Emerging drug resistant microbes is a clear and present threat to global public health. Biofilm formation is a key strategy adopted by microbes to gain resistance.  We have developed high throughput methods to screen for putative compounds that inhibit biofilm formation. Such compounds present alternative strategies to combat resistance of pathogens.
The goal of this project is to identify compounds that inhibit microbial adhesion.


Publications Banner

Upskilling the cell therapy manufacturing workforce: design, implementation, and evaluation of a massive open online course (Submitted)
Authors: Barone P, Duguid J, Keumurian F, Neufeld C, RAO R, Rolle M, Skrip B, Springs S, Vega H, Van Vliet K, Wolfrum J, Yang M

A correlative study of the genomic underpinnings of virulence traits and drug tolerance of Candida auris
Authors: YANG B., Vaisvil B, Schmitt D, COLLINS JH, Young, EM, Kapatral V, RAO RP
Source: bioRxiv doi: https://doi.org/10.1101/2023.04.07.536049

Drop-Seq: Massively Parallel Single-Cell RNA-Seq of Saccharomyces cerevisiae and Candida albicans 
Authors: Dohn R., Xie B, Back R, Selewa A, Eckart H, RAO RP, Basu A
Source: Vaccines Dec 27;10(1):30

Genetic basis for probiotic yeast phenotypes revealed 2 by nanopore sequencing
Authors: COLLINS, J H., Kunyeit, L., Weintraub, S., Sharma, N., White, C., Haq, N., Anu-Appaiah, K.A., RAO, RP*. and Young, E. M* (* Co-corresponding authors)
Source: Accepted manuscript in G3.

Yeasts originating from fermented foods, their potential as probiotics and therapeutic implication for human health and disease
Authors: Kunyeit, L., RAO, R.P*. and Anu-Appaiah, K.A* (*Co-corresponding authors)
Source: Critical Reviews in Food Science and Nutrition, pp.1-12.

Secondary metabolites from food-derived yeasts inhibit virulence of Candida albicans
Authors: Kunyeit, L., Kurrey, N.K., Anu-Appaiah, K.A. and RAO, R.P.
Source: Mbio, 12(4), pp.e01891-21.

Application of probiotic yeasts on candida species associated infection
Authors: Kunyeit, L., KA, A.A. and RAO, R.P.
Source: Journal of Fungi, 6(4), p.189.

Using COVID-19 as a teaching tool in a time of remote learning: A workflow for bioinformatic approaches to identifying candidates for therapeutic and vaccine development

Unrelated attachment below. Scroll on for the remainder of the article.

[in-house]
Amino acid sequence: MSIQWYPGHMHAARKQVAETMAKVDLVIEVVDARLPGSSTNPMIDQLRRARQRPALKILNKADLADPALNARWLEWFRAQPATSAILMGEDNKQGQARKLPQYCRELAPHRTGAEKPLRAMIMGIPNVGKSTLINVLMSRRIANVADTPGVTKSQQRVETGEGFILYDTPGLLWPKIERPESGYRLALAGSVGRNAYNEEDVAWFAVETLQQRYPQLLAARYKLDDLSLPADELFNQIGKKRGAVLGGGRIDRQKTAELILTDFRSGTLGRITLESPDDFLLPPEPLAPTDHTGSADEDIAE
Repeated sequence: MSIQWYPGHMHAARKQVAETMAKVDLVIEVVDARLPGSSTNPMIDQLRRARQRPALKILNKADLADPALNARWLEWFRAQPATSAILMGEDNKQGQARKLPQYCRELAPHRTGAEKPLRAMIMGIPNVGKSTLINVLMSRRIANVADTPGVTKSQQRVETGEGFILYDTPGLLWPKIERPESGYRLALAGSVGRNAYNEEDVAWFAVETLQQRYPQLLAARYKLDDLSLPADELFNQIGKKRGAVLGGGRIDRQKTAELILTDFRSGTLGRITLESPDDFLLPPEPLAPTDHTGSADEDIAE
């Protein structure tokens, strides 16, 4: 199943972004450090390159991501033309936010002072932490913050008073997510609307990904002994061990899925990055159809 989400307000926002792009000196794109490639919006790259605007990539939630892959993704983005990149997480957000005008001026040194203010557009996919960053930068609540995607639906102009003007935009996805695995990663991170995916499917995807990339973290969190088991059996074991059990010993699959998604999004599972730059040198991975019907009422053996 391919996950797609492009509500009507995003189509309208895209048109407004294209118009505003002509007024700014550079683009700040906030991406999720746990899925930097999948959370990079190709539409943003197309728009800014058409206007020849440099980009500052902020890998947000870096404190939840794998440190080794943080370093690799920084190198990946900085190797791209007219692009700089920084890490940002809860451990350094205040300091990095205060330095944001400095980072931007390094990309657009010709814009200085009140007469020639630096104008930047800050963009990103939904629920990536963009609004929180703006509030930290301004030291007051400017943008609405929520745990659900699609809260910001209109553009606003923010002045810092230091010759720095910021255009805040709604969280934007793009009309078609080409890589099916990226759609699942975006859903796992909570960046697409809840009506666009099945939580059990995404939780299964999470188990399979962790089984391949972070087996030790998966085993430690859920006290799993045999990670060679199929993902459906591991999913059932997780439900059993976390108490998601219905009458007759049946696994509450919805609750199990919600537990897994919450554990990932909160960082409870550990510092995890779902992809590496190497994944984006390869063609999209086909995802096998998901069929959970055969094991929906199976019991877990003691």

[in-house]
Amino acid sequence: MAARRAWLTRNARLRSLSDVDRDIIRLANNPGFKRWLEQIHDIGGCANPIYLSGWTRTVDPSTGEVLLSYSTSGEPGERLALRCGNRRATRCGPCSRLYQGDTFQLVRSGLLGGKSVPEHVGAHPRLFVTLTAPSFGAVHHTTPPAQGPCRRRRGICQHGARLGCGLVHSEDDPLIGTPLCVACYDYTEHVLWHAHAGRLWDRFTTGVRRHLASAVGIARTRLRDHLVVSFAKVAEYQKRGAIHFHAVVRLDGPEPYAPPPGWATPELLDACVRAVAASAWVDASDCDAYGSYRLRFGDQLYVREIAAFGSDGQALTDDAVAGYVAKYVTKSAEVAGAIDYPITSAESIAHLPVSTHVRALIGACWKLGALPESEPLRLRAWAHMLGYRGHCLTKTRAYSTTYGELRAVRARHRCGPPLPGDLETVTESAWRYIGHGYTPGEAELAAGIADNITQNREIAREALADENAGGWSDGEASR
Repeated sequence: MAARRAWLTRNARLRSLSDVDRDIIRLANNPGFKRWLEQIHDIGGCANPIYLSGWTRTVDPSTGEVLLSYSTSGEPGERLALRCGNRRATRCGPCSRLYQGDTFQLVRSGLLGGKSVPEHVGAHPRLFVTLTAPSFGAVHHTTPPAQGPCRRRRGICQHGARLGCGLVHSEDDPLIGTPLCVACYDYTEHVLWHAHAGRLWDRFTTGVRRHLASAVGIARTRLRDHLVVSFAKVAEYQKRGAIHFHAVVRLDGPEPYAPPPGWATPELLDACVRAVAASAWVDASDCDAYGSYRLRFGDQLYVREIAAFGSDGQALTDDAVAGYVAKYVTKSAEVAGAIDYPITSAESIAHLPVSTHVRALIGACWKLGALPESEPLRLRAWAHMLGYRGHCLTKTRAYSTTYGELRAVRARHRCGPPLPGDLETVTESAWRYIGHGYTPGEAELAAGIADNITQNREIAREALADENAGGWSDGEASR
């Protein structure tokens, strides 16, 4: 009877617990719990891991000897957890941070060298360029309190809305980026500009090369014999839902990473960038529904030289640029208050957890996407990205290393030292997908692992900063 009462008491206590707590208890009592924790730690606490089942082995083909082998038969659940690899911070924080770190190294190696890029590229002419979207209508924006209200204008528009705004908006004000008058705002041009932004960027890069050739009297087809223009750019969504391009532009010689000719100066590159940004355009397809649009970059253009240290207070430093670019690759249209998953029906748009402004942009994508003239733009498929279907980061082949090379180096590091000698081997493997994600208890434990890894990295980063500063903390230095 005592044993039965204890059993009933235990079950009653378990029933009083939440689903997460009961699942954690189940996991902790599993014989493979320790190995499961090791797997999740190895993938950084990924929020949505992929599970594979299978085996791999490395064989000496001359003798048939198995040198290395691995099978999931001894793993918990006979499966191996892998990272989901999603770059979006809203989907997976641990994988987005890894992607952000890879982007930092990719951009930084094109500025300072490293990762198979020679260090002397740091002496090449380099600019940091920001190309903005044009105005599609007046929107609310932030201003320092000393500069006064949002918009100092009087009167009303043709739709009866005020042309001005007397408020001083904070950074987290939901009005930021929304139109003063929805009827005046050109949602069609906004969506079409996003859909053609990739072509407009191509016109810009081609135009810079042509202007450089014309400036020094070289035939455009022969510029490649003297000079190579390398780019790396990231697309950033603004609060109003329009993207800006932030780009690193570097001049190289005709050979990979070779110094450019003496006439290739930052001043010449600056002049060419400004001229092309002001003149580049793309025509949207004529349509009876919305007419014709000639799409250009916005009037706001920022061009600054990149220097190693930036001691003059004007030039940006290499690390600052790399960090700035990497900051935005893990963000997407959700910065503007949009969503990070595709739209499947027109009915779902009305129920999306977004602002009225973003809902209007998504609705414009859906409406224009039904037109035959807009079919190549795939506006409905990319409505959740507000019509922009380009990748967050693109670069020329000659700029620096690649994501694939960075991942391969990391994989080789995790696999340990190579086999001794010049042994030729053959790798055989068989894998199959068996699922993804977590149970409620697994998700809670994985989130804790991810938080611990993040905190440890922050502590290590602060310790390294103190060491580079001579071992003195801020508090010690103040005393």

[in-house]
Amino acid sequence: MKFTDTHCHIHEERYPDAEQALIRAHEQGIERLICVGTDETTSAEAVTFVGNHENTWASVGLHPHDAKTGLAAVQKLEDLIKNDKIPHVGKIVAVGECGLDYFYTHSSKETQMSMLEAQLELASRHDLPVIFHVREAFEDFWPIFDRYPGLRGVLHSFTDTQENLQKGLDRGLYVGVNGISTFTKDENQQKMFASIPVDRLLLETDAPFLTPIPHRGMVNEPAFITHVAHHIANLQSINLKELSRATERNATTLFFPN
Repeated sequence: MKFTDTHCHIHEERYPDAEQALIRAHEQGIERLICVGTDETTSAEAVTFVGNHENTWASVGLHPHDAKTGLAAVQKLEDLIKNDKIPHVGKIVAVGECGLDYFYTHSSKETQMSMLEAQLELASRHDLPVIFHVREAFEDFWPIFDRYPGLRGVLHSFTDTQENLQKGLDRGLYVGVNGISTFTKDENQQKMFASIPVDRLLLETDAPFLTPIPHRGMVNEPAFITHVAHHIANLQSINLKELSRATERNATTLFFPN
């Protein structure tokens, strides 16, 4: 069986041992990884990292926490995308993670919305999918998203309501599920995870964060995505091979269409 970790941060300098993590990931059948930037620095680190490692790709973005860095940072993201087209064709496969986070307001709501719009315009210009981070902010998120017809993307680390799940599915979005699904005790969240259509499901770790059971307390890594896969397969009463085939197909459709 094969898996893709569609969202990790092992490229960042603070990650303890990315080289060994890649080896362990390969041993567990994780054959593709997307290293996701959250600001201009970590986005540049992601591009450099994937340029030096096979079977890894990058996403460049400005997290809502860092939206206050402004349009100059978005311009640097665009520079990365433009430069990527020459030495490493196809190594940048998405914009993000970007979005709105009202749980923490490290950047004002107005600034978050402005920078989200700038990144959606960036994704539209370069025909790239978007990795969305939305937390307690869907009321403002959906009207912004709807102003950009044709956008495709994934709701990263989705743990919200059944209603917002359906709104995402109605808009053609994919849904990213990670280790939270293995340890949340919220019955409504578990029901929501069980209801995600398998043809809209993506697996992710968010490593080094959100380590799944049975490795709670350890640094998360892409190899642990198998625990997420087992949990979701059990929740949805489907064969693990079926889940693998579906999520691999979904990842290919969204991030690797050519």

Source: Biochem Mol Biol Educ. 2020;1–7.

Synthesis and Biological Evaluation of 4/5-Aroyl-2-aminoimidazoles as Microbial Biofilm Inhibitors
Authors: Rasapalli S, Sammeta VR, Singh S, Golen JA, Semerdzhiev D, YANG B, Silby M, RAO R, Ali A, Schiffer CA, and Savinov SN
Source: ChemistrySelect 2020, 5, 5965 –5969

Coordinated host-pathogen transcriptional dynamics revealed using sorted subpopulations and single macrophages infected with Candida albicans
Authors: Munoz JF, DELOREY T, Ford C, Li BY, Thompsom DA, RAO RP, Cuomo CA
Source: Nat Commun, 10, 1607

Probiotic Yeasts Inhibit Virulence of Non-albicans Candida Species
Authors: Kunyeit, L., Kurrey, NK, Anu-Appaiah KA, & RAO, R. P
Source: mBio, 10, e02307-19.

The nematode Caenorhabditis elegans – A versatile in vivo model to study host-microbe interactions
Authors: ISSI, L., RIOUX, M, RAO R.
Source: J. Vis. Exp. 128(e56487).

Whole genome sequence of the heterozygous clinical isolate Candida krusei 81-B-5
Authors: Cuomo, C, Shea, T, YANG, B, RAO R, Forche, A
Source: Jul10, pii:G3.10.1534/g3.117.043547.

A pretherapeutic coating for medical devices that prevents the attachment of Candida albicans
Source: BMC: Ann Clin Microbiol Antimicrob 16(1):41

Zinc Cluster Transcription Factors alter virulence in Candida albicans
Authors: ISSI, L., Farrar, R. A., PASTOR, K., LANDRY, B., DELOREY, T. M, Bell, G., Thompson, D. A., Cuomo, C. A., RAO, R. P.
Source: Genetics, February 2017 205: 559-576.

The evolution of drug resistance in clinical isolates of Candida albicans